With roots in Toronto, Woodhouse IPA Beer is a product of Woodhouse Brewing Co. It’s a 6% alcohol ale sold in 473mL cans. According to the copy on the can (which incidentally was white writing on a mint green can and virtually unreadable) indicated the presence of five distinct varieties of hops in the clear, coppery ale, but unfortunately, the types used were not listed.
The beer poured with a substantial cap of sudsy white head. It had resinous aroma that tightroped between bitter and sweet, with some floral funk played against a caramel quality. The flavour was a bit underwhelming, though it did have a subtlety that caused me to sip mindfully. Pine was the most prominent hop element, while some caramel was on display on the malt end of things. Between those poles, there were murmurs of pineapple and melon, too. Its finish was dry, quick, and pleasant.
In a nutshell, Woodhouse’s take on the IPA is a very accessible one. At just 6%, it’s far more session-friendly than some of Ontario’s more robust IPAs. The flavour is also apt to please the masses given its mellow approach to hops. Still, there is enough crackle and nuance to make a beer fiend like me sit up and take notice. The low octane hurts my rating, though others might prefer a less immediately intoxicating ale. The very modest melon notes, though, were definitely worth a half point on the ol’ Stout Man scale. It should also be noted that I liked this beer more by the end of my pint than I did through the first few sips, and I liked the next few I tried in the following days more still.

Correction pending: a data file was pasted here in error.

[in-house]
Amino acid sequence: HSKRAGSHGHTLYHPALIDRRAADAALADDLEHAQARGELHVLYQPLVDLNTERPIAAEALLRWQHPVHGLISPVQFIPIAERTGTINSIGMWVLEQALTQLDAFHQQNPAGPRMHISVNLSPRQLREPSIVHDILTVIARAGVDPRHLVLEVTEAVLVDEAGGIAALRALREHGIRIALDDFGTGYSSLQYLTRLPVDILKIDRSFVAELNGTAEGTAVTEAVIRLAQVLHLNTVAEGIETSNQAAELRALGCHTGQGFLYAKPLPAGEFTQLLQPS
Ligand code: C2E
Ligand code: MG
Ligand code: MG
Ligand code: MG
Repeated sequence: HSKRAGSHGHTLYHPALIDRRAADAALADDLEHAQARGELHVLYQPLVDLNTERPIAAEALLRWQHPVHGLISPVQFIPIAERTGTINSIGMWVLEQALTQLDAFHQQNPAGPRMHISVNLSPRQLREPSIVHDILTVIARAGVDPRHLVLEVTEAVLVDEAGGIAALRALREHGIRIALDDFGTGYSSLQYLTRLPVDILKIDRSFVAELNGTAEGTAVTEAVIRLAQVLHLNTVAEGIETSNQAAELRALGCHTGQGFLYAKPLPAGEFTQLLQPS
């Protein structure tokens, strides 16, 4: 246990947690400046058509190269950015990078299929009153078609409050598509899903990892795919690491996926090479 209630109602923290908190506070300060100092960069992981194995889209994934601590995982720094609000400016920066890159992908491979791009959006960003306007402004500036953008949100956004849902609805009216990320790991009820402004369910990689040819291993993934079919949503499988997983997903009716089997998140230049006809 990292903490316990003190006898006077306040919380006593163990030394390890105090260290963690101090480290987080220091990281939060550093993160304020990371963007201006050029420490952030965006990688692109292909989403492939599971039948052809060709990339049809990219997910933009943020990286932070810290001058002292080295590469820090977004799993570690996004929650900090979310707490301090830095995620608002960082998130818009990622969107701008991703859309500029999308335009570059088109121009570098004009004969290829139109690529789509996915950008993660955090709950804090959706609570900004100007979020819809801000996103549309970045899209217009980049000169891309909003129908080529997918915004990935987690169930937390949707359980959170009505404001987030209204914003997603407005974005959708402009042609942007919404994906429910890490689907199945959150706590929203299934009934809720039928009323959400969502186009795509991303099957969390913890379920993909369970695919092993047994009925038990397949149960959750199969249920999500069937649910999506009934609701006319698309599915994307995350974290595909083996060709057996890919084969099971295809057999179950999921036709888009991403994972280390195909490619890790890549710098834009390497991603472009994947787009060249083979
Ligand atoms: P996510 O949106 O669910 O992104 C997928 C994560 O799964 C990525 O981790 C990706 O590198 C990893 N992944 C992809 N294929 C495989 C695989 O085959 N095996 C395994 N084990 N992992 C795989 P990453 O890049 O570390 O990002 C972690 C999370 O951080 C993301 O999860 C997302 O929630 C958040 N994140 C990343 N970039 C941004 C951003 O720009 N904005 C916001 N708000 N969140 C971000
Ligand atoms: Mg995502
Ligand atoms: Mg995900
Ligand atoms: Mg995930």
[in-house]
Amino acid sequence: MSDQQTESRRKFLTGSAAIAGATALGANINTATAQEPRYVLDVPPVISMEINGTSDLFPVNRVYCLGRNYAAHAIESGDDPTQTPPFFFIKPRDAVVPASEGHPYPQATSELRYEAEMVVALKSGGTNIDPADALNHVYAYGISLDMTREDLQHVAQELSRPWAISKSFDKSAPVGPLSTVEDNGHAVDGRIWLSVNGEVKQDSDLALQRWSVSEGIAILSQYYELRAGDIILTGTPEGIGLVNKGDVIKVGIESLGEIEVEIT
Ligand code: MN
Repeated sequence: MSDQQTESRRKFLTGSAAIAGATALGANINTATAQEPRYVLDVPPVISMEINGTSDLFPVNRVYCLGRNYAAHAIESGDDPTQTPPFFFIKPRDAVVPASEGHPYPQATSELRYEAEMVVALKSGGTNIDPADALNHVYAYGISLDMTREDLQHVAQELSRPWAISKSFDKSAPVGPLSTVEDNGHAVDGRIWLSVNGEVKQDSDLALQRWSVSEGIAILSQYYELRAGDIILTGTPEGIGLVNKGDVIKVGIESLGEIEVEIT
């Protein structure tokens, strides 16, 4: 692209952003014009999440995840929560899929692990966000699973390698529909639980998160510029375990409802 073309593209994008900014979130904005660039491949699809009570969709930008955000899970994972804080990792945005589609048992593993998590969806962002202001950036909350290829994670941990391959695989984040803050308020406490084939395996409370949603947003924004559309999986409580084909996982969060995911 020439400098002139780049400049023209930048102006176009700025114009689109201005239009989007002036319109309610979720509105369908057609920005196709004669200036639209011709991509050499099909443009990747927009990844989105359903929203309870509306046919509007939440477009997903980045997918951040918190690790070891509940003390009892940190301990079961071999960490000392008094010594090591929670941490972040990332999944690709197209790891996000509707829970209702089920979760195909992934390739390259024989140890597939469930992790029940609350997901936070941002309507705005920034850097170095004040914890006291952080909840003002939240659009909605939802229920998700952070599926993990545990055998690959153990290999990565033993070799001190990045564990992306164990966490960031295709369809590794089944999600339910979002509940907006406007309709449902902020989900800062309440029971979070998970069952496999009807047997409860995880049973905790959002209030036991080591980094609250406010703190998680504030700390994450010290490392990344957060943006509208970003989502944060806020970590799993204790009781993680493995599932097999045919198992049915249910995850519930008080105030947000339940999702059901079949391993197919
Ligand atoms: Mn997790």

Rating: 7.5 out of 10.
Sunday, 3 December 2017
From Kastrup, Denmark’s Amager Bryghus comes RyeKing, a 7.7% alcohol smoked rye stout. Sold in 500mL bottles with America’s stars and bars on the label, the beer within is extremely dark. It pours with a thick layer of tan head, through with comes a tangy, smoky aroma.
RyeKing’s flavour is both mammoth and complex. It is smoky, spicy, and malty, with notes of leather, tobacco, and chocolate.
This beer has a lot going for it: depth, potency, and richness are some of its finer attributes. On the negative side of the ledger? Not a whole lot, actually. The mouthfeel is a bit syrupy, but that’s not particularly unusual for a strong stout. In short, I have few complaints.
Rating: 8.5 out of 10.
Friday, 1 December 2017
From Saint John, New Brunswick comes Moosehead Anniversary Ale, a 5.7% alcohol ale brewed in honour of two sesquicentennials: that of Canada and of the Moosehead Brewery. The been comes in 473mL cans that feature a map of Canada.